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Simplicity Does More Than Simplify Linux

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Linux
Reviews

Simplicity Linux, even with its more modern retooling, maintains the distro's earlier goals of providing a simpler way to run a fully powered Linux desktop. The addition of the Gaming Edition makes it easy to get started with computer gaming.

This new offering no doubt could be merged with the Desktop Edition for a more compact selection. That might allow the developer to release a new X Edition offering in the next release cycle.

I am not sure if the Mini Edition needs a full-function heavyweight desktop the likes of Cinnamon. I would like to see a return to the Xfce desktop there.

Either way, I look forward to the next release of Simplicity Linux. This distro holds considerable promise.

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Open Broadcast Software Studio - Ready for the silver screen?

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Software
Movies
Reviews

Having recently tested Kdenlive 19.08 and then taken a brief but pleasant look at OpenShot, I decided to expand my cinematic horizons and explore some additional software on the media market. One program that came into the hazy spotlight is Open Broadcast Software (OBS), a free and open-source video editor, designed primarily for video recording and live streaming.

Well, here I am, with me unfunny collection of Youtube clips, and here it is, OBS, waiting for me to test and review it. Sounds like a plan, and proceed so we shall. Once again, I'm back on Linux, in Kubuntu, but that shouldn't really make much difference. Anyway, let's begin.

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EasyOS 2.2

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Reviews

EasyOS is an experimental Linux distribution which uses many of the technologies and package formats pioneered by Puppy Linux. The distribution features custom container technology called Easy Containers which can run applications, or the entire desktop environment, in a container.

The project's latest version is EasyOS 2.2 which is based on Debian 10 packages. I last tried EasyOS (version 1.0) about a year ago and I was curious to see how the distribution has evolved. EasyOS is available for 64-bit (x86_64) computers and its download is a compressed image file, 514MB in size. Once the file is unpacked, it expands to 1,281MB (about 1.2GB).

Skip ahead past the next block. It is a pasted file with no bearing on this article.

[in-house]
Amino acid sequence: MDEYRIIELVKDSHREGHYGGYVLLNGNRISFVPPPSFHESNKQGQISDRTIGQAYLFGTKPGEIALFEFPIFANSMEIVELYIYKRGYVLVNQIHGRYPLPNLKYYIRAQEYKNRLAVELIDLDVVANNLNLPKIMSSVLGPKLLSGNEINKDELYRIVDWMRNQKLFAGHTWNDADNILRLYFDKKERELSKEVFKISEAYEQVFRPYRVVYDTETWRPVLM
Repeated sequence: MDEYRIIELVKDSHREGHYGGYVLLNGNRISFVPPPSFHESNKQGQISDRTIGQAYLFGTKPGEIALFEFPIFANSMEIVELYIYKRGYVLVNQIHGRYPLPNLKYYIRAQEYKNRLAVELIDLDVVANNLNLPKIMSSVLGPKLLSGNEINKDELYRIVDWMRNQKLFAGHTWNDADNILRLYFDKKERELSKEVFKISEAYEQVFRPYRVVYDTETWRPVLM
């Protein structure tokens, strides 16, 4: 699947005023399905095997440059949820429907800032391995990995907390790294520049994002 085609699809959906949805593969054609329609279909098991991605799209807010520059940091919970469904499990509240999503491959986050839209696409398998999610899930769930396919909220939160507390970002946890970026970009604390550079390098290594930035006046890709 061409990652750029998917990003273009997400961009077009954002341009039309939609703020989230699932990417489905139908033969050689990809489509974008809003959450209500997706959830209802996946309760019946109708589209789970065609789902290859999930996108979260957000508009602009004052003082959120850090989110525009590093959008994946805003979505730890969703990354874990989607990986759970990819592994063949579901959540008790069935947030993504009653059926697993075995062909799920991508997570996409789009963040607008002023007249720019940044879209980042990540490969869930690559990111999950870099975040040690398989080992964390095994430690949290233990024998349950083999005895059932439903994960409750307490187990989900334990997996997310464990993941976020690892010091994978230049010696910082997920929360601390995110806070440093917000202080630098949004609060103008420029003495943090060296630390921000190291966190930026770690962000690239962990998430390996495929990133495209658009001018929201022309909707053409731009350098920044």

Once the image file is written to a thumb drive we can boot the distribution which brings up a text console. We are prompted to pick our keyboard from a list of abbreviated language options. Then we are asked to make up a password. The password is later used to unencrypt a filesystem - I suspect the area of the thumb drive which contains our data and settings. In other words, it is important to remember this password.

The desktop, a customized version of JWM, loads and shows us a setup screen where we can adjust language and desktop settings. We are then given a chance to enable a firewall and open any listed network ports we wish. The window manager then displays icons along the top of the screen for launching package managers, a virtual terminal, a web browser, and a program that helps us find installed applications. Towards the central-top area of the desktop we find specially marked icons which launch containers. Specifically there are containers for running a console, a web browser, and a fully contained desktop. I will come back to these a bit later.

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MakuluLinux LinDoz Offers Windows Comfort Zone, but It's All Linux Under the Hood

Filed under
Linux
Reviews

Overall, I am very impressed with the new LinDoz release. It is essentially designed as an easy-to-use operating system that feels comfortable for both Windows and Linux users.

In fact, it even makes using Linux easier for those with disabilities. LinDoz fully supports accessible options to cater for disabled or the elderly that may not see well. It now has a built in Screen Reader, Magnifier and On Screen keyboard. These features are neatly laid out with easy access.

I do not expect an automatic update from the still current version, however. Way too many changes are built into this LinDoz release. So grab the new ISO and experience an effortless fresh installation.